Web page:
The Death of Radio? Stop it.

    I am really disgusted by the radio industry's latest bout of self loathing. I will never understand why there are so many in our industry that think we are on the brink of collapse, regardless of the fact that the amount of radio listening has never decreased. I have been in radio for 12 years now, and every single one of those years I have heard the latest expert reading radio's last rites. But since the latest economic downturn, it seems that those in the actual industry have started to believe them! Layoffs have gone into the double digits, slashing long lists of sales and programming. Every trade publication and consultant firm has created special web pages, erecting walls to the fallen. Its not just those who are under performing. Its people who have large ratings and bring in buckets of revenue. Radio companies just slash without any consideration for the quality of the product, insane with panic because the industry will never be the same.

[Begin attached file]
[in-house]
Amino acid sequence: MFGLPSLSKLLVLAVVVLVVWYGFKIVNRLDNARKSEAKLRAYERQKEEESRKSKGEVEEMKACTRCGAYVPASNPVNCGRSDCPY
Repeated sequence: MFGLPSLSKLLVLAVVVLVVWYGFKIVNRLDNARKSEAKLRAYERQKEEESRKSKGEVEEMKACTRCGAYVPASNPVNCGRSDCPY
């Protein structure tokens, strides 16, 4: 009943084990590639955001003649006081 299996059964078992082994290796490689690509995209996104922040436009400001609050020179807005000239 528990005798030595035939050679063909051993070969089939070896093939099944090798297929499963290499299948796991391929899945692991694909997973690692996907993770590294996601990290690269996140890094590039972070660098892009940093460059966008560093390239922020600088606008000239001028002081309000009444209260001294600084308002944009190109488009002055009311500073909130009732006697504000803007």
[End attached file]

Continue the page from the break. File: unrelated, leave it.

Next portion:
Stop it! Are you people serious? The most puzzling thing about the radio industry in general is its own insecurities. The people who are in radio seem convinced that we are the "other" media. We aren't as solvent as television or print, that we are on the brink of collapse at any time. Have any of these people actually done some research? Study after study shows that Americans consume more radio than ever before. Of course the faces on television and print belittle the radio industry, they have motive to! They are competing for the same advertising dollars that we are! Yet when President Obama identified his voice of opposition, was it a blogger, columnist, or pundit? Nope, Rush Limbaugh because he is the biggest name in conservative media. He arguably created conservative media, but we set that aside. Has this industry been going out of its way to create the next Rush who created a format that didn't exist before he started? Of course not. Part of radio self loathing is as soon as a star is born, we think there can never be another. So we slash, eliminating the up and comers to make sure there will be no more profitable stars.